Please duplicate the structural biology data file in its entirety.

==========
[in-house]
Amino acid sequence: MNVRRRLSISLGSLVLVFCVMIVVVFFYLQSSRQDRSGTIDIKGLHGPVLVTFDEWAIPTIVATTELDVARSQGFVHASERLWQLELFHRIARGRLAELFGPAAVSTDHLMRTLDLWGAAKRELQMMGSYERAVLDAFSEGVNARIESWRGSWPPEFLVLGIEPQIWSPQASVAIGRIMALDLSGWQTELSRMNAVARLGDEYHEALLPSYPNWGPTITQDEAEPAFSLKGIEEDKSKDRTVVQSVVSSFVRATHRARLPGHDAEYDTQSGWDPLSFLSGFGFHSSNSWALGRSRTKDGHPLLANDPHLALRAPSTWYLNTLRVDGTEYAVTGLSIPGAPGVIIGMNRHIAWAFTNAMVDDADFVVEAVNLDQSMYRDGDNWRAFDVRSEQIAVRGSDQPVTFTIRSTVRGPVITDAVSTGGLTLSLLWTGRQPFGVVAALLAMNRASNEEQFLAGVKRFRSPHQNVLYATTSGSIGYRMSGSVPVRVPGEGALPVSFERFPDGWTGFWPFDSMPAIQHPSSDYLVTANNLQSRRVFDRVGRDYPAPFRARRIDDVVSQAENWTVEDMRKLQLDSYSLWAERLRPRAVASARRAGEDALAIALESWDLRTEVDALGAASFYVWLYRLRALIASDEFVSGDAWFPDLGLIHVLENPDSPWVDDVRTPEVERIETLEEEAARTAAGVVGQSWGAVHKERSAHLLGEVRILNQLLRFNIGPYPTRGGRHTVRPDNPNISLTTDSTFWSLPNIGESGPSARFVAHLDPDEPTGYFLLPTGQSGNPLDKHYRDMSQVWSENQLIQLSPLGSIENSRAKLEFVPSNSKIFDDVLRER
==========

[in-house]
Amino acid sequence: MNVRRRLSISLGSLVLVFCVMIVVVFFYLQSSRQDRSGTIDIKGLHGPVLVTFDEWAIPTIVATTELDVARSQGFVHASERLWQLELFHRIARGRLAELFGPAAVSTDHLMRTLDLWGAAKRELQMMGSYERAVLDAFSEGVNARIESWRGSWPPEFLVLGIEPQIWSPQASVAIGRIMALDLSGWQTELSRMNAVARLGDEYHEALLPSYPNWGPTITQDEAEPAFSLKGIEEDKSKDRTVVQSVVSSFVRATHRARLPGHDAEYDTQSGWDPLSFLSGFGFHSSNSWALGRSRTKDGHPLLANDPHLALRAPSTWYLNTLRVDGTEYAVTGLSIPGAPGVIIGMNRHIAWAFTNAMVDDADFVVEAVNLDQSMYRDGDNWRAFDVRSEQIAVRGSDQPVTFTIRSTVRGPVITDAVSTGGLTLSLLWTGRQPFGVVAALLAMNRASNEEQFLAGVKRFRSPHQNVLYATTSGSIGYRMSGSVPVRVPGEGALPVSFERFPDGWTGFWPFDSMPAIQHPSSDYLVTANNLQSRRVFDRVGRDYPAPFRARRIDDVVSQAENWTVEDMRKLQLDSYSLWAERLRPRAVASARRAGEDALAIALESWDLRTEVDALGAASFYVWLYRLRALIASDEFVSGDAWFPDLGLIHVLENPDSPWVDDVRTPEVERIETLEEEAARTAAGVVGQSWGAVHKERSAHLLGEVRILNQLLRFNIGPYPTRGGRHTVRPDNPNISLTTDSTFWSLPNIGESGPSARFVAHLDPDEPTGYFLLPTGQSGNPLDKHYRDMSQVWSENQLIQLSPLGSIENSRAKLEFVPSNSKIFDDVLRER